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The United States is taking its fight to win global acceptance of genetically engineered foods to hunger-plagued Africa.

As President Bush visits five African countries this week, he is expected to reiterate what he told biotechnology executives two weeks ago at a conference in Washington, D.C.: Genetically engineered foods will save millions from starvation.

Anti-biotech groups strongly disagree. Demonstrators at a meeting of agricultural ministers from developing nations this month in Sacramento loudly proclaimed that this technology would destroy African agriculture.

Pro-biotech groups believe the technology will mean that more and better food is grown on less land, using fewer chemicals and resulting in less environmental damage. In Africa, proponents look to biotechnology as a way to develop new varieties of African crops, creating more nutritious foods that can be grown without expensive and hard-to-get fertilizers and pesticides.

''I know some people will say it is harmful, but they have not proved that. That's why we say to the U.S.: 'Give us the technology; we need it,' '' says Peter Rammutla, president of the National African Farmers Union in South Africa. Rammutla is scheduled to attend a luncheon with Bush today.

Critics believe the technology is unproven, innately dangerous, unnatural and potentially toxic to humans, animals and the environment. They fear that its introduction into Africa will infect traditional crops with bioengineered traits and leave small-scale farmers beholden to multinational companies that want only to make a profit.

''They're talking of 'sharing' know-how, donating patents and so on,'' says Amadou Cheikh Kanoute of the Consumers International regional office in Harare, Zimbabwe. ''You might forget the patents for three to five years, and then comes year six and the multinationals will come back and say, 'We've been putting money into research and development to come up with these seeds; now you have to pay for it.' ''

That's patently untrue, says Monsanto, the largest U.S. producer of biotech seed. The company is working on several projects with African and international agricultural researchers, including disease-resistant sweet potato, cassava, papaya and cowpeas. Although all are at least five years from farmers' fields, they are in the pipeline. ''For these projects, we've given them licensing rights for all time,'' the company's Robert Horsch says. ''They're free to give it away.''

This kind of back-and-forth has been common in the worldwide debate over genetically engineered crops since they were first proposed in the 1980s. Despite the eager adoption of genetically engineered corn, soybeans, cotton and canola by U.S. farmers over the past decade, other nations have not embraced the technology so wholeheartedly.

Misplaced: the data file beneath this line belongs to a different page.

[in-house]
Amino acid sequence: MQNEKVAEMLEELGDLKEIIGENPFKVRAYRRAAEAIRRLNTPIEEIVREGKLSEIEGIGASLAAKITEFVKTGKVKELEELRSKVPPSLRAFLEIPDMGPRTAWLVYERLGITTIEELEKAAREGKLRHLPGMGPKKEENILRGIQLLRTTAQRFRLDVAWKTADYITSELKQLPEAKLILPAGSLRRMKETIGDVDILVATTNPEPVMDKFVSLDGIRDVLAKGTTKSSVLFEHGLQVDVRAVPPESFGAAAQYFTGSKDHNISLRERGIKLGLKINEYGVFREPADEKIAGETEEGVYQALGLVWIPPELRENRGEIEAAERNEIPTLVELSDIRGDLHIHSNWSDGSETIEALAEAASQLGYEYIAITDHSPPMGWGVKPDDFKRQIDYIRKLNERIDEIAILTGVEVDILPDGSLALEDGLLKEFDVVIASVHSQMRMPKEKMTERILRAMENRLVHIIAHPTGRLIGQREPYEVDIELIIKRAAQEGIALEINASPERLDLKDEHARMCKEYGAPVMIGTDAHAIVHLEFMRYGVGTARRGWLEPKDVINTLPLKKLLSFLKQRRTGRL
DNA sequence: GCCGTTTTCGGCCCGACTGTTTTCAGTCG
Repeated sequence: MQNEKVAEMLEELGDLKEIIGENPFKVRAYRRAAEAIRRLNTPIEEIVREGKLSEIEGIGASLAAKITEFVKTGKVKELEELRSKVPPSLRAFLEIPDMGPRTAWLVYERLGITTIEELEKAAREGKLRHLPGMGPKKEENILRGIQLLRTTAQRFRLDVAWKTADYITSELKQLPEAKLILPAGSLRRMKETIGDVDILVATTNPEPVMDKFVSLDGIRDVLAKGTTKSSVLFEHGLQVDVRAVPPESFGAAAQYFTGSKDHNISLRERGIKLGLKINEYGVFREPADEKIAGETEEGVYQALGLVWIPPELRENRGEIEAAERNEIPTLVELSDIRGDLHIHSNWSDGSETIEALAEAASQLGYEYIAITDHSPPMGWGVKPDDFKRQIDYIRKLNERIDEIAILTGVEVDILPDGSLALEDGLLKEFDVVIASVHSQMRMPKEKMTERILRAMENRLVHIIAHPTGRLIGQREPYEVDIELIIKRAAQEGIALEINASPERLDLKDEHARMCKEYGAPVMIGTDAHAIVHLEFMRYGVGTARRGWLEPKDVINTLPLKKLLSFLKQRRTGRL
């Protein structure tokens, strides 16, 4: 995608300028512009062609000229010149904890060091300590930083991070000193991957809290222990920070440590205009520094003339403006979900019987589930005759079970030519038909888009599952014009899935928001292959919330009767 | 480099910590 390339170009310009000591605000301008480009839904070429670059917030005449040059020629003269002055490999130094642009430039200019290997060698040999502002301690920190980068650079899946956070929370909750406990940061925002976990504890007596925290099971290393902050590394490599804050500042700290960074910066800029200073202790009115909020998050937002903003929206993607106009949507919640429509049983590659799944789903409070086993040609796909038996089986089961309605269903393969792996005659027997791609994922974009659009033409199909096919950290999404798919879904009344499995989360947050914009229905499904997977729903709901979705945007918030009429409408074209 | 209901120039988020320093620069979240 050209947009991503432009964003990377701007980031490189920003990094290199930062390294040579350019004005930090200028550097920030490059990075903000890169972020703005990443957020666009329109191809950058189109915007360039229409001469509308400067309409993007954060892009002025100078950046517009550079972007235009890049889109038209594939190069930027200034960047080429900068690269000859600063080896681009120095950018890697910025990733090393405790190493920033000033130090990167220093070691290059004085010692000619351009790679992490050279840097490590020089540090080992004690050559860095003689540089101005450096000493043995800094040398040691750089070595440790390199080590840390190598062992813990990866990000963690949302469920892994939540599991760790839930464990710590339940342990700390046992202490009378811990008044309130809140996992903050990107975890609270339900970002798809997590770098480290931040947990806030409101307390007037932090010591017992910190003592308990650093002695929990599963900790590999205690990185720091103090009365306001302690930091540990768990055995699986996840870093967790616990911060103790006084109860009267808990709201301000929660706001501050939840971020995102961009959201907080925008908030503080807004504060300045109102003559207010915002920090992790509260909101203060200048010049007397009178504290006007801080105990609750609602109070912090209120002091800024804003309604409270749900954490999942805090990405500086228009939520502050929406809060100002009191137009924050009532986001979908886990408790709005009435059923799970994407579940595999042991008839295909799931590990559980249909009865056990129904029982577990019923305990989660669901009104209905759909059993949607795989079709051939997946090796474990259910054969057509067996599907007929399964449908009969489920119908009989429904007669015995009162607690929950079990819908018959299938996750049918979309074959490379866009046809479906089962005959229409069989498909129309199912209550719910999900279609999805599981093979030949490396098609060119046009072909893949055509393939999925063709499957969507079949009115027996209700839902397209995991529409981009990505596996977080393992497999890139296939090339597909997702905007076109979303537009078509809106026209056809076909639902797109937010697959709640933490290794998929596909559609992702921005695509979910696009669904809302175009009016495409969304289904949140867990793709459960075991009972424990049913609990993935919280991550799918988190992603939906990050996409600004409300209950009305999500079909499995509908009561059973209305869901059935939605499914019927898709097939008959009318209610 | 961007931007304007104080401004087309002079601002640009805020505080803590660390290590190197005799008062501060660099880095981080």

Europe is most profoundly distrustful. Its 5-year-old moratorium on new biotech products was softened only last week with the passage of regulations that include strict labeling provisions. China is eagerly creating its own technology, and the rest of Asia is watchful. Parts of South and Central America embrace the technology, and parts revile it.

Africa is only the latest battleground. Last month, dueling groups of Africans, pro- and anti-biotech, were escorted across the country to meet with the press and politicians to present their cases.

Earlier in the year, AfricaBio, a pro-biotech non-profit group, was offering journalists paid trips to South Africa to meet small-scale farmers who are growing genetically engineered crops.

During a famine in southern Africa last summer, both sides made much of Zambia's refusal to accept genetically engineered corn from the USA.

Many believe that European environmental groups opposed to genetically engineered crops convinced African leaders that if they accepted biotech corn, the European Union would no longer import any of their agricultural products.

The conflict is not just scientific; it's also political and even ideological, says Pedro Sanchez, director of tropical agriculture at the Earth Institute at Columbia University in New York. Though he does not consider genetically engineered crops a panacea for Africa, he says, ''there's no evidence whatsoever that biotech crops do anything different than hybrid corn or any other normally bred crops.''

''All the science is on the side of the American argument,'' says Sanchez, who won the 2002 World Food Prize for his years of work in Africa on soil fertility and productivity. ''In that sense, Africa is being held hostage by the Europeans. It goes beyond politics; it's malicious.''

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© Copyright 2003 USA TODAY, a division of Gannett Co. Inc.

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